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Re: Musings about on-disk encryption in Fedora Core



I am working on implementing encrypted root filesystem support to mkinitrd. See https://bugzilla.redhat.com/bugzilla/show_bug.cgi?id=124789 for more
information and an patch.

I looked at the patch any I see the problem that you need to call
mkinitrd with certain arguments in order for this to work. This should just kind of determine the parameters (i.e. read them from a config file written while creating the encrypted root device) used on the current root fs and apply them automatically so that calls to mkinitrd from e.g. the kernel pkgs' %post scripts work.

Okay, that's a great point. Where should the configuration file be? / etc/sysconfig/rootfs would get my vote. I'll code my mkinitrd patch to a pseudo-standard if we can come to an agreement on the configuration file path. The file itself should contain something like this:


AUTHTYPE=[none|filesystem|passphrase|rawdevice|paranoid]
KEYDEV=<device holding key>
KEYPATH=<path to key, relative to KEYDEV>
KEYMAT_FSTYPE=[vfat,...]
ROOT_CIPHER=[aes,...]

I imagine we should also write mkfs- and fsck-like tools too (though this is all more upstream, mount-related work). As mentioned, mkfs should write a filesystems configuration to (for example) /etc/ sysconfig/rootfs so that mkinitrd may read it.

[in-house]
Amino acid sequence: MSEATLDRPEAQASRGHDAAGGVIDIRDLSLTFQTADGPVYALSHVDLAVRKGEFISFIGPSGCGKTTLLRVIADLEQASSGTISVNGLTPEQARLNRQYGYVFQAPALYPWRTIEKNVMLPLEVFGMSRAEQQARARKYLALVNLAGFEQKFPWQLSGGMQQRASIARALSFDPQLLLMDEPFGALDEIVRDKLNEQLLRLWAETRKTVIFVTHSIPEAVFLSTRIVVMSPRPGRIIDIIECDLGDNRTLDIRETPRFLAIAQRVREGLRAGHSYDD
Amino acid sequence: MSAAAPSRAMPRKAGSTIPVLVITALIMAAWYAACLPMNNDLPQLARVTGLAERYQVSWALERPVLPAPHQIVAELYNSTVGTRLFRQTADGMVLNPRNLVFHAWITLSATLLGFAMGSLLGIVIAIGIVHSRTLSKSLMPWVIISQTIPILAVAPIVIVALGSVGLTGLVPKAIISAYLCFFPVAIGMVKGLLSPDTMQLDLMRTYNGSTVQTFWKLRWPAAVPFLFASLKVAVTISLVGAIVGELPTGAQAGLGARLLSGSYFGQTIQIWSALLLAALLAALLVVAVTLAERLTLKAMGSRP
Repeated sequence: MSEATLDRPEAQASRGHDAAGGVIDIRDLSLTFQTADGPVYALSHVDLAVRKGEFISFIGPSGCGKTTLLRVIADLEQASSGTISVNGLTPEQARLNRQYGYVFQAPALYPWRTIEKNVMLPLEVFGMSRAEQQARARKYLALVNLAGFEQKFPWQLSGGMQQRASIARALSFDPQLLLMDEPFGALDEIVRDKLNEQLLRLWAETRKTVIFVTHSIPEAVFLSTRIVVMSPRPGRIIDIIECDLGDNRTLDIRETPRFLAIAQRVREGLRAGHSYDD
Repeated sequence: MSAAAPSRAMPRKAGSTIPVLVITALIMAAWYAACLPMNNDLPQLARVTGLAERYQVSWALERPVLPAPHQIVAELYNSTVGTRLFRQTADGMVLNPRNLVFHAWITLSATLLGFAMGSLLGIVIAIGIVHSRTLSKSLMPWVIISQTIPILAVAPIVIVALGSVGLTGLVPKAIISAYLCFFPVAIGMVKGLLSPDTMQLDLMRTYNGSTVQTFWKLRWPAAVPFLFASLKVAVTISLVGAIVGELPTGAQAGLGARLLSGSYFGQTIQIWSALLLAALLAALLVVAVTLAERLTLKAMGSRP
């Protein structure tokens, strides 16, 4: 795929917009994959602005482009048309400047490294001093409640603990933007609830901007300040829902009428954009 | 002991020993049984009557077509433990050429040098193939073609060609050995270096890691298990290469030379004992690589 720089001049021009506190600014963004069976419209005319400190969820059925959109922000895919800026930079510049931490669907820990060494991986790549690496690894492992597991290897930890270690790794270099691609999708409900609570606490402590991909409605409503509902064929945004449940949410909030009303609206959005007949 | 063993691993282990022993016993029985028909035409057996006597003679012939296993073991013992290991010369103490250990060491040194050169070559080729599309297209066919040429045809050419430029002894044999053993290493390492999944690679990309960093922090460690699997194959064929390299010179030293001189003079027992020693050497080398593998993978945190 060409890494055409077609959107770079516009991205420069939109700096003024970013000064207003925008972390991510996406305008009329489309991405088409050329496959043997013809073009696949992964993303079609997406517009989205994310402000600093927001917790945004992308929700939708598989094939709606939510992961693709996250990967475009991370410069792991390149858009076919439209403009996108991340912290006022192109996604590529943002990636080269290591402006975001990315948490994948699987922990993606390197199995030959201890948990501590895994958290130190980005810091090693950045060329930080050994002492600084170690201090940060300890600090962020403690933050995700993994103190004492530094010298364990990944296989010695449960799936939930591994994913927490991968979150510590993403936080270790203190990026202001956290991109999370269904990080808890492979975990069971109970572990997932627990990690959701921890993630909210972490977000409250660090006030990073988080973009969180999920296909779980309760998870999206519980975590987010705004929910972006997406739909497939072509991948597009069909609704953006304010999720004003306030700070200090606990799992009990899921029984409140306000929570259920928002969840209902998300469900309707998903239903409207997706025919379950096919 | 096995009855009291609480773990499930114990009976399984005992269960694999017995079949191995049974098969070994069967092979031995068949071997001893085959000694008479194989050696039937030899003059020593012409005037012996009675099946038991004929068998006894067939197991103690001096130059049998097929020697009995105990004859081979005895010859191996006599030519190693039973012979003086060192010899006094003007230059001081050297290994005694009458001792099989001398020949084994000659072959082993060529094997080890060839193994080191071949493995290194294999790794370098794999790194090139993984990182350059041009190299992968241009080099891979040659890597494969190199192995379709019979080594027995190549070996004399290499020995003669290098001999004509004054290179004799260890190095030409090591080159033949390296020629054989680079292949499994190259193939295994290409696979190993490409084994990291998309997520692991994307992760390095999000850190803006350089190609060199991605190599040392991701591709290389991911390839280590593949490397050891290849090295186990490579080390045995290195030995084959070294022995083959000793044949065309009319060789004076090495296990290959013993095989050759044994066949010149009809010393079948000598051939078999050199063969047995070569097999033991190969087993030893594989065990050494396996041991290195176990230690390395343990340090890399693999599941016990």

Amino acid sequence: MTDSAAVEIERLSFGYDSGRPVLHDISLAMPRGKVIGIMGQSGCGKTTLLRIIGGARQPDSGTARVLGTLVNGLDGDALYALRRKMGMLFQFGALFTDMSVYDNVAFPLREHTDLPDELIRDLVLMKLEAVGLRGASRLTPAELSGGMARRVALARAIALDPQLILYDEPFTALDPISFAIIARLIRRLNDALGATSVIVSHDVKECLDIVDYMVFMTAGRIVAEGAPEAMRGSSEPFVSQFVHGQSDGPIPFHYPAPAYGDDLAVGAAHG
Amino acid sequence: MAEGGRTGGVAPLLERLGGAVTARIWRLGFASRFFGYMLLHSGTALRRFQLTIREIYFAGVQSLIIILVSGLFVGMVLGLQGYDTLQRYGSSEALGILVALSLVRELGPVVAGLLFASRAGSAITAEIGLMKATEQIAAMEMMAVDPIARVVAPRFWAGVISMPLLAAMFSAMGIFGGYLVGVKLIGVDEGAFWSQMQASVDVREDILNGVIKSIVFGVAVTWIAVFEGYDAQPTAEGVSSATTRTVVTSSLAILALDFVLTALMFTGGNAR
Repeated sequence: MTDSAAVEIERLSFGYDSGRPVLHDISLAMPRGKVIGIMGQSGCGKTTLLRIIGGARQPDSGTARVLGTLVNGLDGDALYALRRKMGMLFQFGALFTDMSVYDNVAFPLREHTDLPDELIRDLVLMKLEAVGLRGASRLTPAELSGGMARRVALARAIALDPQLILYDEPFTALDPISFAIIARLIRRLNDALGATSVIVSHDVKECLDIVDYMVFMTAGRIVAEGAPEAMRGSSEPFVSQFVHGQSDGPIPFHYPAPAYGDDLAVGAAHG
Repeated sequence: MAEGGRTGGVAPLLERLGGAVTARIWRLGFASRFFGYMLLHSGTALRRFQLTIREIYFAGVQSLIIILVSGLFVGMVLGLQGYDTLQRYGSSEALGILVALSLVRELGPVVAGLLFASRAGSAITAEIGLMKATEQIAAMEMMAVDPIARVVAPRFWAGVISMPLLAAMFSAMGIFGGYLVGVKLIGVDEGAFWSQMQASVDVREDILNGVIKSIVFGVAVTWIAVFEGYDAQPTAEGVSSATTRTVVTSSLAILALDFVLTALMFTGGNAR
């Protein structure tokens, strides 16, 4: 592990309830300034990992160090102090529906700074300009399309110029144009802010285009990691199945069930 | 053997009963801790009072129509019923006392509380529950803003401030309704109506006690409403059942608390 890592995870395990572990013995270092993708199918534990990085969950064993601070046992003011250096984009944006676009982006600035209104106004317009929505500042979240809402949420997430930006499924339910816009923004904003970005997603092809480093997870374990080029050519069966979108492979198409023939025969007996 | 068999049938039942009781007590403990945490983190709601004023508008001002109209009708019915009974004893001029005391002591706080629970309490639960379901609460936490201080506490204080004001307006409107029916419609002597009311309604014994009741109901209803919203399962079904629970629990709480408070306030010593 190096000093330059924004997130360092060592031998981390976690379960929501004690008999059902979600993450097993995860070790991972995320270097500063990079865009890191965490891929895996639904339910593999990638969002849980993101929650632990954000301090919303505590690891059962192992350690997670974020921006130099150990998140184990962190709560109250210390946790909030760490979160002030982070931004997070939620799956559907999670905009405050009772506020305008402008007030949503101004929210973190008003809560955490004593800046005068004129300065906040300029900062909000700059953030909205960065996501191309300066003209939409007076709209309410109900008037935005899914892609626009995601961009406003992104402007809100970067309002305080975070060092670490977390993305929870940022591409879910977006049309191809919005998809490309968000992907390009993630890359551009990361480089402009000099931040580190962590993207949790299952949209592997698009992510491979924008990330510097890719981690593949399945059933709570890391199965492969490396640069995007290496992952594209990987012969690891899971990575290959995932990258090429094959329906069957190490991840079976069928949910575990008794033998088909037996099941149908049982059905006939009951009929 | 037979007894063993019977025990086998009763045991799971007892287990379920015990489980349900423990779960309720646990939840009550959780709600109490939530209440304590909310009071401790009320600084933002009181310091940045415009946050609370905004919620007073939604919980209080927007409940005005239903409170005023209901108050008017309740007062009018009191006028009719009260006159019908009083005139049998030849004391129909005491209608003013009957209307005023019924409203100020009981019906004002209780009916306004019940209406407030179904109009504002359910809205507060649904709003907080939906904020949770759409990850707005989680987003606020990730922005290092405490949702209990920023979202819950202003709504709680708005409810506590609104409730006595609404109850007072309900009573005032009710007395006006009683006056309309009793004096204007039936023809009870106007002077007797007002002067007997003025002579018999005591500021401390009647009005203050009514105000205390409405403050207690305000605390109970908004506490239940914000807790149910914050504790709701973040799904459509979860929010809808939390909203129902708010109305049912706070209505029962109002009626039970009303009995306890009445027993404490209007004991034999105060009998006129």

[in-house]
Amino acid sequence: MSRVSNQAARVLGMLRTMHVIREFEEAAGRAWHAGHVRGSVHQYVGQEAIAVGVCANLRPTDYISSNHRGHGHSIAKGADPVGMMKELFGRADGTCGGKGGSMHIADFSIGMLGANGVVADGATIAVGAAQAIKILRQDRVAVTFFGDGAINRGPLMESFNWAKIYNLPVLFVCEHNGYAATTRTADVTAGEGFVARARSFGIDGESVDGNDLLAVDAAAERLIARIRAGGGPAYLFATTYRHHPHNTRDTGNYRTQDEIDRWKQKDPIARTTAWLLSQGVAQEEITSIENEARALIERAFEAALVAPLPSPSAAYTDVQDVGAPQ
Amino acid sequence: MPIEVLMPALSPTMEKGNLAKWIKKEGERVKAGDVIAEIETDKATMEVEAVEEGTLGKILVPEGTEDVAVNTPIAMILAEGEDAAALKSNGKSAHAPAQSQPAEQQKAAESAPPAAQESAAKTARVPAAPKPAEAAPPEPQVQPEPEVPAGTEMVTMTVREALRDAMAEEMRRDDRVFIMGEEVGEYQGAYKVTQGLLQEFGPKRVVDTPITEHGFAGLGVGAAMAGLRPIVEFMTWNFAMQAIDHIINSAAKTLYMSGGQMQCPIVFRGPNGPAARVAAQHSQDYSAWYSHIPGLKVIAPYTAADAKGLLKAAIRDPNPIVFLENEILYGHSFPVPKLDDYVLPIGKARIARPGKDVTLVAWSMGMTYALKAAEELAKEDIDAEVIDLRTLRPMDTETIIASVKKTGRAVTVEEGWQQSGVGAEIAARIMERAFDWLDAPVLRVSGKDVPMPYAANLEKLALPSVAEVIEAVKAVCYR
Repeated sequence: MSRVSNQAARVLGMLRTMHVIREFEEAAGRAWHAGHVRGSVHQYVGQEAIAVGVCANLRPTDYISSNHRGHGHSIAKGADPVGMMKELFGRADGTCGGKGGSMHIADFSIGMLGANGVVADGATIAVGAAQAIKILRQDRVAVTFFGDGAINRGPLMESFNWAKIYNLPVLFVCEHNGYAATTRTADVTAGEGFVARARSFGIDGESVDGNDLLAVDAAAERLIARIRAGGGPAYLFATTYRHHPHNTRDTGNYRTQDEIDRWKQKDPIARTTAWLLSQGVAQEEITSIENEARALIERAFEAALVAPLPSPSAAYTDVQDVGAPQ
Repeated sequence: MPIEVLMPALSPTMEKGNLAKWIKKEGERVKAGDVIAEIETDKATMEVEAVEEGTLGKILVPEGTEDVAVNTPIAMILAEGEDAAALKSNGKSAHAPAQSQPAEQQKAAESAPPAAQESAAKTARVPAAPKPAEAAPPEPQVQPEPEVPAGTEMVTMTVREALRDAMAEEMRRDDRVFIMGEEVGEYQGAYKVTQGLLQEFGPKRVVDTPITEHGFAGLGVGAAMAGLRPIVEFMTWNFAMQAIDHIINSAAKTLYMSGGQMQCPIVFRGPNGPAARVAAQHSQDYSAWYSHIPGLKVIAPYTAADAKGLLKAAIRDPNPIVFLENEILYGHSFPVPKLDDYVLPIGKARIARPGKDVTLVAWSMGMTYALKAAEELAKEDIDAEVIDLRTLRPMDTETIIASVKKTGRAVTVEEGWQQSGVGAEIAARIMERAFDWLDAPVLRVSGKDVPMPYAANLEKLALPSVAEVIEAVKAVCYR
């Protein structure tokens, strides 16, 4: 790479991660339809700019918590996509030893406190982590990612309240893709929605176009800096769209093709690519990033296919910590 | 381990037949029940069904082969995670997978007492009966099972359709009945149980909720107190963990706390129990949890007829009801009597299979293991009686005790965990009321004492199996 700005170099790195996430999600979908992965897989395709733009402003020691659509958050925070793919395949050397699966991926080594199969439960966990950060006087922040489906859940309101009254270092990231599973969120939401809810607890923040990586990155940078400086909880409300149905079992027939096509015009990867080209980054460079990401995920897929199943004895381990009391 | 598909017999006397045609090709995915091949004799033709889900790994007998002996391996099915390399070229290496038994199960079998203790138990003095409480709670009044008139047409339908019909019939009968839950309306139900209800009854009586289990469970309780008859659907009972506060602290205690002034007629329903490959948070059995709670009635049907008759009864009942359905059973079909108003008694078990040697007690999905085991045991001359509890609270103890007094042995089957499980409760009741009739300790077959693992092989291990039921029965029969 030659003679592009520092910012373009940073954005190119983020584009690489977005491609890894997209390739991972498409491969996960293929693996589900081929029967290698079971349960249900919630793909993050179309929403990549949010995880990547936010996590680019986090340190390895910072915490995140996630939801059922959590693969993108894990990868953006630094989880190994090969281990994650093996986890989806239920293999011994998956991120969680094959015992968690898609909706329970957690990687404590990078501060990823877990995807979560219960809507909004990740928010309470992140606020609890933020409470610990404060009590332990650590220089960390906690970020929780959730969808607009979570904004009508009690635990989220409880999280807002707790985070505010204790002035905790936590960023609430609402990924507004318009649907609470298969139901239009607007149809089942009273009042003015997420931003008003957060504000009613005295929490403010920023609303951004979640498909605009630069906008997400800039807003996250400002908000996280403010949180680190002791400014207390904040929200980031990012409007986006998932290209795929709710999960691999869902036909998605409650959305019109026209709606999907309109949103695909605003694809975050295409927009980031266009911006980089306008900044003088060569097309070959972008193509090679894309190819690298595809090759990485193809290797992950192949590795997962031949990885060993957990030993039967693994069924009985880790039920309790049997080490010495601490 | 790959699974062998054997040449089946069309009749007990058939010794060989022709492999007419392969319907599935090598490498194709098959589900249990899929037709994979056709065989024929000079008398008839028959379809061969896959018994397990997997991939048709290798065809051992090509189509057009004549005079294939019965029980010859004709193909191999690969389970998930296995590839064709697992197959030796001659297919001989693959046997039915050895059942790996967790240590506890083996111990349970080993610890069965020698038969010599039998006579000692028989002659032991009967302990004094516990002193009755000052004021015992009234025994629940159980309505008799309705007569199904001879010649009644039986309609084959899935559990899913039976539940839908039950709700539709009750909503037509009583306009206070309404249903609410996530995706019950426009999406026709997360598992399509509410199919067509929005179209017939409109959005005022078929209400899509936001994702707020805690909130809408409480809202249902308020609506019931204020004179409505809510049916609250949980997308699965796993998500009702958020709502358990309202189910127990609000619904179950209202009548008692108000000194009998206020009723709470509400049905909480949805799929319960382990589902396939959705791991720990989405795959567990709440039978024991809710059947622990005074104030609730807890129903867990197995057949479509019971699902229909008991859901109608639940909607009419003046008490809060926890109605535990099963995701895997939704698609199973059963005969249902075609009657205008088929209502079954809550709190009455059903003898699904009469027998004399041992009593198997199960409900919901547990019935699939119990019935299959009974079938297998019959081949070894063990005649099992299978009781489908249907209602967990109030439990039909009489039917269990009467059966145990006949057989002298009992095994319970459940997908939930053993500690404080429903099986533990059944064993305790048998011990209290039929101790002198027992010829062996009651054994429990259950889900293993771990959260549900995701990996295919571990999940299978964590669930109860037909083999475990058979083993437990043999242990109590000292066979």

This can be implemented pretty nicely using pam_mount
(http://www.flyn.org/projects/pam_mount/index.html) because pam_mount can unlock filesystems at login time using a user's system authentication token. An article I wrote for the Linux Journal on the subject of encrypted home directories is available at http://www.flyn.org/docs/ehd.pdf. Note that there have been some changes to pam_mount since the article's publication
last year.

I was thinking of a slightly different thing, i.e. you only mount the
encrypted, potentially sensitive stuff when you need it and you
definitely don't want it to be unlocked for everyone who -- by
whatever means -- knows your login password. So these two cases need to be treated differently as well, though I like your implementing support for the key to be on e.g. a USB stick, this would be helpful for what I described, too.

If my system password is not unknown to others then my encryption password is probably no good either. I think root has to be trusted in most cases. I would be interested to hear any arguments that "only mount[ing] the encrypted, potentially sensitive stuff when you need it" would be more secure than unmounting encrypted volumes a login time (assuming a strong system authentication token).


--
Mike



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